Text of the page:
Like in Chinese calligraphy, Ding Yi’s marks connote a certain correlation between the order of the universe and that of the human. The awakening of the individual in relation to the collective whole, present in Zen practices, mirrors the role Ding Yi holds in his own art making
The individual is inevitably part of the system, the matrix, the mesh of society but also, finally, beyond categorization. Each repetition, each cross, states this. And simultaneously refuses to acknowledge it (Thibaut Verhoeven)
In revealing the cacophonous complexity of the contemporary urban experience, the artist forges an order amidst the chaos. And this is perhaps what is most inspiring: Ding Yi’s unique practice offers a model for negotiating our own experience of the present (Hans Ulrich Obrist)
The quality of Ding Yi’s art in abstract aesthetics and logic has reached the highest achievement. His art can be regarded as part of Zen meditation and is the complete interpretation of time, space and the passage through life (Ai Weiwei)
A history of statements and refusals (Christopher Moore)
Ding Yi about his art:
The development in my painting might look like something simply happening on the surface, but instead it reflects the profound changes that are occurring in Chinese society. My ideas develop from those I gather from the whole world. Chinese artists of my generation are subject to many different influences, from traditional Chinese painting and Russian socialist realism, from Western ideas through to greater historical forces.
It’s not my intention to do something that’s deliberately difficult. . . . The major challenge for me is to explore a new language with which to express myself, not to simplify the technique
I found it necessary to distance myself both from the burden of traditional Chinese culture and from the influence of early Western modernism, in order to go back to the starting point of art, in order to literally start from zero
I don't think so much about the future. Rather I want to express what is here now, because that is what’s most important. China now, Shanghai now
When an artist creates a work, sometimes it’s deliberate. Sometimes, however, you try to avoid a clearly defined strategy. I hold an extremely long-term view of things. I have a very deliberate strategy – as if I’m trying to build something that needs absolutism and self-control. I can’t be swayed by any sentiments. The thing I’m trying to build becomes very strict, and minimalist – or perhaps very rational. In the early stages, you have to establish your own style. You want to make your painting a very deliberate exercise in order to remain consistent. However, as you develop your work, you discover that such absolutism isn’t suited to all of your painting. You have to have a new perspective and ideas.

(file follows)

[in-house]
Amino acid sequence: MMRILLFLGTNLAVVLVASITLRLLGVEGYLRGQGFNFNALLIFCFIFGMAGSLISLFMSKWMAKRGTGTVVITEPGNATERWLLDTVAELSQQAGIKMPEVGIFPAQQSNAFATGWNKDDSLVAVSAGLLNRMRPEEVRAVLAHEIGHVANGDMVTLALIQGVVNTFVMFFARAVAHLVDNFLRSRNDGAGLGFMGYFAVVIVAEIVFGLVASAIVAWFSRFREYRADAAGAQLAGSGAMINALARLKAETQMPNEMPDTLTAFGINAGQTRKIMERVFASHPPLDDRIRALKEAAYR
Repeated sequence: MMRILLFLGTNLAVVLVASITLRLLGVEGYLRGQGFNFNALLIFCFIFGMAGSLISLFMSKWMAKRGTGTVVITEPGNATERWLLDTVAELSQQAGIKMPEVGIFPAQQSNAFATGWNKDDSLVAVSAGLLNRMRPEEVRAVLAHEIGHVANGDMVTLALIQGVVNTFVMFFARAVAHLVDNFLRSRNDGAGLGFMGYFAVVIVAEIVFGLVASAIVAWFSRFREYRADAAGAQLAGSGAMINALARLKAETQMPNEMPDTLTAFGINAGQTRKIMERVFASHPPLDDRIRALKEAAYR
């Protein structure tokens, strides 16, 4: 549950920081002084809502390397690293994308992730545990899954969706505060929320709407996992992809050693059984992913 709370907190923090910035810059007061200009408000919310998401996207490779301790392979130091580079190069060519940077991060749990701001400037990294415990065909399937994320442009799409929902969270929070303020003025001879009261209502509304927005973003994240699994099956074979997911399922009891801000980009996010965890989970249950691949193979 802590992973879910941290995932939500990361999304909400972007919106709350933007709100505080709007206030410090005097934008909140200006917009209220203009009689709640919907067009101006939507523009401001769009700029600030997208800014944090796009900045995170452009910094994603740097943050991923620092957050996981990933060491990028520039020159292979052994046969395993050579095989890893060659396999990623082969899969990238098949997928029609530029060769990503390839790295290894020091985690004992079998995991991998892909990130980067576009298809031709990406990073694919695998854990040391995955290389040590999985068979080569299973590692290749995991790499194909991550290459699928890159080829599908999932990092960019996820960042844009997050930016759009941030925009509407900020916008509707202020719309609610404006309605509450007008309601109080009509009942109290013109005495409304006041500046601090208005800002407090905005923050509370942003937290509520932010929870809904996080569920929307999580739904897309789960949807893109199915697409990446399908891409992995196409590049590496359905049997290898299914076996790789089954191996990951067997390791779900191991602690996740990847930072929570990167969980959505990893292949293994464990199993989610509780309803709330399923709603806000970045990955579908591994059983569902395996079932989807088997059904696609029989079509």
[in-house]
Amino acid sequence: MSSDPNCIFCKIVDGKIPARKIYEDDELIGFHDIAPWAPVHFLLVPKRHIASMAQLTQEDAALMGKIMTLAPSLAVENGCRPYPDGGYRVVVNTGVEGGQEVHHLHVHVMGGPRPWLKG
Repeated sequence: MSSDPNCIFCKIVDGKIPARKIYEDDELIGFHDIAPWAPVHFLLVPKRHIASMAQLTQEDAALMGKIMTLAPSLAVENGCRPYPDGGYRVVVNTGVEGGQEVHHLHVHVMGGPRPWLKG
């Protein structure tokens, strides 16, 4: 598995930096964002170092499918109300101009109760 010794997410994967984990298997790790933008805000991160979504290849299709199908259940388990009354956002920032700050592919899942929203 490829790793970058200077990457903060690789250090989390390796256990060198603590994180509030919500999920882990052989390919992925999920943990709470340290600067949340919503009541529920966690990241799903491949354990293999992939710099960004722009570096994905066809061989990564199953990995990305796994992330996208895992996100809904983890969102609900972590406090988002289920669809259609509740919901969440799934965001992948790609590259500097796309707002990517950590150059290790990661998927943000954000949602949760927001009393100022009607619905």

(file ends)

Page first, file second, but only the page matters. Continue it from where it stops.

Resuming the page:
When I’m evaluating a painting, my first rule of thumb is “integrity”. A painting must have integrity; there must be no cunning little tricks by the artist. Don’t fiddle with the painting, don’t mess with its basic makeup or try to hide something bad inside it.
Ding Yi’s works were exhibited at the Venice Biennale, 1993; Sydney Biennale, 1998; Yokohama Triennale, 2001; Ikon Gallery (solo), Birmingham, 2005; Shanghai Biennale 2006; Galerie Greve, Paris, 2007; Museo d’Arte, Bologna (solo), 2008; Out of Shanghai, Museum gegenstandsfreier Kunst, Otterndorf, 2009; Verso Est, MAXXI, Rome, 2011; Minsheng Museum, Shanghai (2001); Contemporary Collection, Centre Pompidou, Paris, 2015; Long Museum, Shanghai (solo), 2015; Busan Biennale 2016; Art and China after 1989; Guggenheim Museum, 2017; Guangdong Museum of Art (solo), 2018; Challenging Souls - Yves Klein, Lee Ufan, Ding Yi, Power Station of Art, Shanghai 2019; City on the Edge, UCCA Edge, Shanghai 2021.
Collections: USC Pacific Asia Museum, Pasadena; Guangdong Museum of Art; Hubei Museum of Art; Chengdu Museum of Contemporary Art; The National Art Museum of China, Beijing; K11 Art Foundation, Hong Kong; Sonje Museum of Contemporary Art, Seoul; University of Sydney Art Collection; Ashmolean Museum, University of Oxford; Leeum, Samsung Museum of Art, Seoul; Centre Pompidou, Paris; M+ Museum, Hong Kong; Long Museum, Shanghai; Shanghai Art Museum; Hammer Museum, Los Angeles; Fukuoka Art Museum; Uli Sigg Collection.